Рабочая группа по сохранению арктической флоры и фауны

CAFF serves as a vehicle to cooperate on species and habitat management and utilization, to share information on management techniques and regulatory regimes, and to facilitate more knowledgeable decision-making. It provides a mechanism to develop common responses on issues of importance for the Arctic ecosystem such as development and economic pressures, conservation opportunities and political commitments.

Visit website

CAFF is governed by a Chair and Management Board, and supported and coordinated by the International CAFF Secretariat.

What does CAFF do?

CAFF's mandate is to address the conservation of Arctic biodiversity, and to communicate its findings to the governments and residents of the Arctic, helping to promote practices which ensure the sustainability of the Arctic’s living resources. It does so through various monitoring, assessment and expert group activities.

CAFF’s projects provide data for informed decision making to resolve challenges arising from trying to conserve the natural environment and permit regional growth. This work is based upon cooperation between all Arctic countries, indigenous organizations, international conventions and organizations, and is guided by the CAFF Strategic Plan for the Conservation of Arctic Biological Diversity and biennial Work Plans.

To successfully conserve the natural environment and allow for economic development, comprehensive baseline data is require, including the status and trends of Arctic biodiversity, habitats and ecosystem health. CAFF is developing the framework and tools necessary to create a baseline of current knowledge, and to provide dynamic assessments over time. This evolving, sustainable and responsive approach can produce more regular, timely and flexible analyses.

Mark Marissink
Chair

Tom Barry

Executive Secretary
CAFF Secretariat

Email
+ 354 462 3352
+ 354 861 9824

Featured CAFF projects

Red Knots. Photo: Morten Ekker

Arctic Migratory Birds Initiative (AMBI)

The Arctic Migratory Birds Initiative (AMBI) is a project designed to improve the status and secure the long-term sustainability of declining Arctic breeding migratory bird populations.
Photo: Steve Hillebrand/USFWS

Circumpolar Biodiversity Monitoring Program (CBMP)

The CBMP is an international network of scientists, governments, Indigenous organizations and conservation groups working to harmonize and integrate efforts to monitor the Arctic's living resourc...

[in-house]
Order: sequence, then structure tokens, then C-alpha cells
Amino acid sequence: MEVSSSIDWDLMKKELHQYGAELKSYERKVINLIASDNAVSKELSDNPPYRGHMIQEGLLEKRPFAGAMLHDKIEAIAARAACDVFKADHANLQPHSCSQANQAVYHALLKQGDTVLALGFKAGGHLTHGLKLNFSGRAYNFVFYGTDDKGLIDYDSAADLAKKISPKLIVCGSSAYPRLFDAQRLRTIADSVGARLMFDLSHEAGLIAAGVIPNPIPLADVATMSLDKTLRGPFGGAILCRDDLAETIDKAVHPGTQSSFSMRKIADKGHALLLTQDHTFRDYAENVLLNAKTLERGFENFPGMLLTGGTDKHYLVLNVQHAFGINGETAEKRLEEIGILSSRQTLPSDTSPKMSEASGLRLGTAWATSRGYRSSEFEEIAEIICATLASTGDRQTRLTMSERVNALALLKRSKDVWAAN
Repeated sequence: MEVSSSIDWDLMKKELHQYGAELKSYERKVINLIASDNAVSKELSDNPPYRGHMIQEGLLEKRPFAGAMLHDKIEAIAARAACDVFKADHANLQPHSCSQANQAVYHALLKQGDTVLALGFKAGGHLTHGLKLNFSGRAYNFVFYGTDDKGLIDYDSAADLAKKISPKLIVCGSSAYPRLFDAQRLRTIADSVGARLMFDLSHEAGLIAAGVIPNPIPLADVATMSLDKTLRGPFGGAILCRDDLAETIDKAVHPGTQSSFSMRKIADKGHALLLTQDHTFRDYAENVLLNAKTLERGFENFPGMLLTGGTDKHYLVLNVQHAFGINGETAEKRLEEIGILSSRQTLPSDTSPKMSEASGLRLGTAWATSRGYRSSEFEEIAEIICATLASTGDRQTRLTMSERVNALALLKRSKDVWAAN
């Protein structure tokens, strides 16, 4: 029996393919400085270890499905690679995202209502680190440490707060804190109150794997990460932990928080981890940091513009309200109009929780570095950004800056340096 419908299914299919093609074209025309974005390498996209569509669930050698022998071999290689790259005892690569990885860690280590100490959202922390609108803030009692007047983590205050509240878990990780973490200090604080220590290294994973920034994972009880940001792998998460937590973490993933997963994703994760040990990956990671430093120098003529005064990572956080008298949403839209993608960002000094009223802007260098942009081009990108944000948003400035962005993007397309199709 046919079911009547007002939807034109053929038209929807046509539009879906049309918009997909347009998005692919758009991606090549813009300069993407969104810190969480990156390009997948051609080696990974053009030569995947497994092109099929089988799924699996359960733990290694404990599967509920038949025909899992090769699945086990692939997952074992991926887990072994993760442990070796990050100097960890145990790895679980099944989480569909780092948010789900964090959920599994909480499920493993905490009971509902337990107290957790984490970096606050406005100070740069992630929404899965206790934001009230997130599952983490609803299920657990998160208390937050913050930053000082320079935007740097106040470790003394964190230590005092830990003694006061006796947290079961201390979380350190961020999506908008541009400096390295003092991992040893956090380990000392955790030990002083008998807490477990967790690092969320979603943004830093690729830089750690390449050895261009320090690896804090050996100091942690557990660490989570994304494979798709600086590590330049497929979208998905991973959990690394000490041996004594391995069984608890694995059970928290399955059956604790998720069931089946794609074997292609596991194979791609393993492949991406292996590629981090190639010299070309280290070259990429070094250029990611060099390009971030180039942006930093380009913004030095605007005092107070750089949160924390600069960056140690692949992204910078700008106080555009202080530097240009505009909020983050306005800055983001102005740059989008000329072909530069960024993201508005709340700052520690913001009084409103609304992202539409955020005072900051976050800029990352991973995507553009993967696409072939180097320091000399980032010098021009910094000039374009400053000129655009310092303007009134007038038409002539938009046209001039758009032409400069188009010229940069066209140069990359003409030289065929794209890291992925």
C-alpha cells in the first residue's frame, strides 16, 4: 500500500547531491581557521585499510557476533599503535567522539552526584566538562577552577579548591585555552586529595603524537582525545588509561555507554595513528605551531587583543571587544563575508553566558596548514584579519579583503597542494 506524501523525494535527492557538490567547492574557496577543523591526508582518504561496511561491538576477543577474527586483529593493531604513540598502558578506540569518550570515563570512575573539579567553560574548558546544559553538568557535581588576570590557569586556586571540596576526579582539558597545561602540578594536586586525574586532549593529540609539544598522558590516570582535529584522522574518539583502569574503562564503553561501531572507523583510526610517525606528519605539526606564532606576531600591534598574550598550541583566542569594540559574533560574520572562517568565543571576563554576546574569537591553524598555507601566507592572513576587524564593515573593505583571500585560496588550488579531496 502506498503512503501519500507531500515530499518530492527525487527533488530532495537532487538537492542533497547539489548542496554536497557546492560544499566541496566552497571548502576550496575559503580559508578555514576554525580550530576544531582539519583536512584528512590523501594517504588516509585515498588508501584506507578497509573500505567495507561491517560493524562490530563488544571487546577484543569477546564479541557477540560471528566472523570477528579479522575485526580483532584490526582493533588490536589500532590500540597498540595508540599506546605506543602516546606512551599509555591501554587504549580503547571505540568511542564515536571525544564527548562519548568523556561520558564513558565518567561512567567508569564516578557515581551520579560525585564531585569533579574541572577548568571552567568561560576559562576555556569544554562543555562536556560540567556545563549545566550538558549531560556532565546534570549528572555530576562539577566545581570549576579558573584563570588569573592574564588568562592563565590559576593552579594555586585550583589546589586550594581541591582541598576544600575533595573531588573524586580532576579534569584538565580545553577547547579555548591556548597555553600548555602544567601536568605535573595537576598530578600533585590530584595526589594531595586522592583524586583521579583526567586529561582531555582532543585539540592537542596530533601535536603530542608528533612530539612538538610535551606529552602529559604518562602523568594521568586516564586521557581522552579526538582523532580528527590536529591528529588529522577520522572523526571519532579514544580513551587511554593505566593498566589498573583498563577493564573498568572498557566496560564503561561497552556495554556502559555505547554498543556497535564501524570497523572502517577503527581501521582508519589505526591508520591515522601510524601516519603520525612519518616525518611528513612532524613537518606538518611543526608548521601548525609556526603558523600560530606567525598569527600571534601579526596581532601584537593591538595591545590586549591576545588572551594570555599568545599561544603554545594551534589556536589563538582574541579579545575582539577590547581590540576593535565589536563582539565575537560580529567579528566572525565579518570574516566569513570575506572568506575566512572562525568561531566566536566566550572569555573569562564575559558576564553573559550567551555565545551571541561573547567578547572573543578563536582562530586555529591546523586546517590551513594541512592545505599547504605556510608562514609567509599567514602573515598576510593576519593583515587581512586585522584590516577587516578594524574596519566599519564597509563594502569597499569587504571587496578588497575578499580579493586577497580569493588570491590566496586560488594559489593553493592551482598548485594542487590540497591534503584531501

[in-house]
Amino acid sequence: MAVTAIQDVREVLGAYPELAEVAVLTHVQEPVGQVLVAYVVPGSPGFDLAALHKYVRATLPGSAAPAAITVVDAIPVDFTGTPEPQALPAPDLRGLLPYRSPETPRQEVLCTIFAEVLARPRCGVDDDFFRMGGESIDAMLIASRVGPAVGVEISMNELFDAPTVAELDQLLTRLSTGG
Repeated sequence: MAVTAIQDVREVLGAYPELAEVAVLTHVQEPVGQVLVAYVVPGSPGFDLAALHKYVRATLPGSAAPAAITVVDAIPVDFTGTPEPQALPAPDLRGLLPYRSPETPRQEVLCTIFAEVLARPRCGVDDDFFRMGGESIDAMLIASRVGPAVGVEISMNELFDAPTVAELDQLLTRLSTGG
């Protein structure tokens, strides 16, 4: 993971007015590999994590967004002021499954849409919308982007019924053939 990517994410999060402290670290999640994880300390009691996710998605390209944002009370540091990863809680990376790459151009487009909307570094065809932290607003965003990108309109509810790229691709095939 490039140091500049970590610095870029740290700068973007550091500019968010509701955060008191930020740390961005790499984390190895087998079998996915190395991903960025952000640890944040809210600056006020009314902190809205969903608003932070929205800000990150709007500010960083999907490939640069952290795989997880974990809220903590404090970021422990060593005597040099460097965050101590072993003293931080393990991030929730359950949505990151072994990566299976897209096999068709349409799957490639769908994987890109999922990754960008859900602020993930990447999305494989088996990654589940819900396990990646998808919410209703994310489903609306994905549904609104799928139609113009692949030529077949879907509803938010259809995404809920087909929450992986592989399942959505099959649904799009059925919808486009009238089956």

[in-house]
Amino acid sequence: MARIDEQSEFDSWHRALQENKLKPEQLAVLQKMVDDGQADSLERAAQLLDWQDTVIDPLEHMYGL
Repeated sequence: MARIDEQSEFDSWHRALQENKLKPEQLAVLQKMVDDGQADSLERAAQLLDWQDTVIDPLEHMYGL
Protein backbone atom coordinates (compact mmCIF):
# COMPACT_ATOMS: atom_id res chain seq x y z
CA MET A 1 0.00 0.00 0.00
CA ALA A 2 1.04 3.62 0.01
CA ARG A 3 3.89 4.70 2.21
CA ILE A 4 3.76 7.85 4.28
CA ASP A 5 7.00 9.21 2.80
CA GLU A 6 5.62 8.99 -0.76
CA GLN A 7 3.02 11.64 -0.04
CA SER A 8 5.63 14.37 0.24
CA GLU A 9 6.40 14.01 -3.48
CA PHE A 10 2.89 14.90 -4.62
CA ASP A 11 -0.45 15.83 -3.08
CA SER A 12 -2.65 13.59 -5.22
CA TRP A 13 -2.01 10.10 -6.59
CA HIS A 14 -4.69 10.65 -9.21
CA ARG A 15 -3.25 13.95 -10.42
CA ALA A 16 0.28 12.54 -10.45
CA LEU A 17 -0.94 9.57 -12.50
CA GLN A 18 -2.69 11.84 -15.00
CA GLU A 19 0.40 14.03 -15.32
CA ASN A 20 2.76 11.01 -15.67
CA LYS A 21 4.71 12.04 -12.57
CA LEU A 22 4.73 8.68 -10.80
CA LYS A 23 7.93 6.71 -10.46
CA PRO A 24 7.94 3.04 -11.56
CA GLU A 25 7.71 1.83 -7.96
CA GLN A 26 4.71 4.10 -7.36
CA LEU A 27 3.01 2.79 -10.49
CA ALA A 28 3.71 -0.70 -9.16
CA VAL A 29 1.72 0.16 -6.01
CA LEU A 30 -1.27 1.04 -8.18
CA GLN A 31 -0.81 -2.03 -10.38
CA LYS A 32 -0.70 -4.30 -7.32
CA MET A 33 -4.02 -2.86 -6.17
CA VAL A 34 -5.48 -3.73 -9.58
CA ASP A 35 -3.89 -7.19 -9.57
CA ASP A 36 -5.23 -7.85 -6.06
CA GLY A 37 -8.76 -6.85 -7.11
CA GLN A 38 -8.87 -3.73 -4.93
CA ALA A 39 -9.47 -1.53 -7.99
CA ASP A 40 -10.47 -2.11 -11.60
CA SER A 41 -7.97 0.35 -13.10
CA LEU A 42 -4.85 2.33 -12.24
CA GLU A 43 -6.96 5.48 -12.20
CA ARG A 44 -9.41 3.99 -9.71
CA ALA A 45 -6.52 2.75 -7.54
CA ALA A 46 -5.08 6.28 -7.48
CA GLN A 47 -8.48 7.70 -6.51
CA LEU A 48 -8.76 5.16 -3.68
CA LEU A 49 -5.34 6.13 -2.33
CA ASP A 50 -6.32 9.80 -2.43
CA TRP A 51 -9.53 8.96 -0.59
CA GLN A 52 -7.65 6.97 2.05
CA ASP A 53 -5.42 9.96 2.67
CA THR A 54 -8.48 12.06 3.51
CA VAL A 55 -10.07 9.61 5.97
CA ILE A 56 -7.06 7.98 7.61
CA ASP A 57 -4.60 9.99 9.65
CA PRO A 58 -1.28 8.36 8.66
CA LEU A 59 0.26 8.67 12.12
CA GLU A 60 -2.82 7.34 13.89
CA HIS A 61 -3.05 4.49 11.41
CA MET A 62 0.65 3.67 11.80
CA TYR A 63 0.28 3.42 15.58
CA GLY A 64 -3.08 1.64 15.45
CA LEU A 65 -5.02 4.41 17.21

Protection from Invasive Species

The Arctic Invasive Alien Species (ARIAS) Strategy and Action Plan sets forth the priority actions that the Arctic Council and its partners are encouraged to take to protect the Arctic region from a s...

Arctic Biodiversity Data Service

The ABDS is an online tool to house, collect, display and search for Arctic biodiversity related data, maps and graphics for decision making.

Actions for Arctic Biodiversity 2013-2021

Implementing the recommendations of the Arctic Biodiversity Assessment.

Marine Biodiversity Monitoring

Arctic marine environments are experiencing, or expected to experience, many human-induced and natural pressures.
Photo: CAFF

Terrestrial Biodiversity Monitoring

Temperature can affect terrestrial ecosystems through thawing permafrost, snowmelt, drought, fires, changes in phenology (with subsequent implications on the food web), encroachment of invasive specie...

Mainstreaming Biodiversity in Arctic Mining

This report identifies key challenges and possible solutions for incorporating biodiversity considerations into mining operations in the Arctic.

Resilience and management of Arctic wetlands

Wetlands constitute a large part of the Arctic and their role for sustainable development is critical, as they are directly related to climate change and adaptation, biodiversity, ecosystem services, ...
Murres on cliff. Photo: iStock

Coastal Biodiversity Monitoring

Arctic coastal ecosystems include those areas within the Arctic region where fjords, glaciers, rocky coasts, coastal wetlands, estuaries, rivers, lakes, and coastal ocean ecosystems meet and interact ...
Water sampling in the Arctic. Photo: Steve Hillebrand/CAFF

Freshwater Biodiversity Monitoring

Changes in water temperature, permafrost, ice cover extent and duration, hydrological processes and water balance can have unexpected and unpredictable effects on freshwater biodiversity and related e...

@caffsecretariat

  • The Arctic Biology Dept. @UNISvalbard seeks candidates for a full-time, permanent position as Professor or Associate Professor in #Arctic vascular #plant #ecology jobbnorge.no/en/available-j… #Arcticjobs May 10 12:13 pm

CAFF news

iStock / Koldunov

Snapshot of an ever-changing Arctic: The state of Arctic terrestrial biodiversity

Climate change is driving significant changes that could lead to ecological catastrophes in the Arctic
10 May 2021
Photo: Nikolay Yakushev

The Arctic Migratory Birds Initiative

Building flyway cooperation to support Arctic-breeding birds across the world
10 May 2021
Credit: Nina Ågren

The workhorses behind the success

The work of the Arctic Council is so intricately linked to its six Working Groups that it would be impossible to write about the Council’s accomplishments without referri...
10 May 2021
Посмотреть все

Events

мая
20 мая 2021
Ministerial Meeting Reykjavik/Online
июня
29 июн-30 июн 2021
SAO Executive Meeting Moscow, Russian Federation
ноября
23 ноя-25 ноя 2021
SAO Plenary Salekhard, Russian Federation
Посмотреть все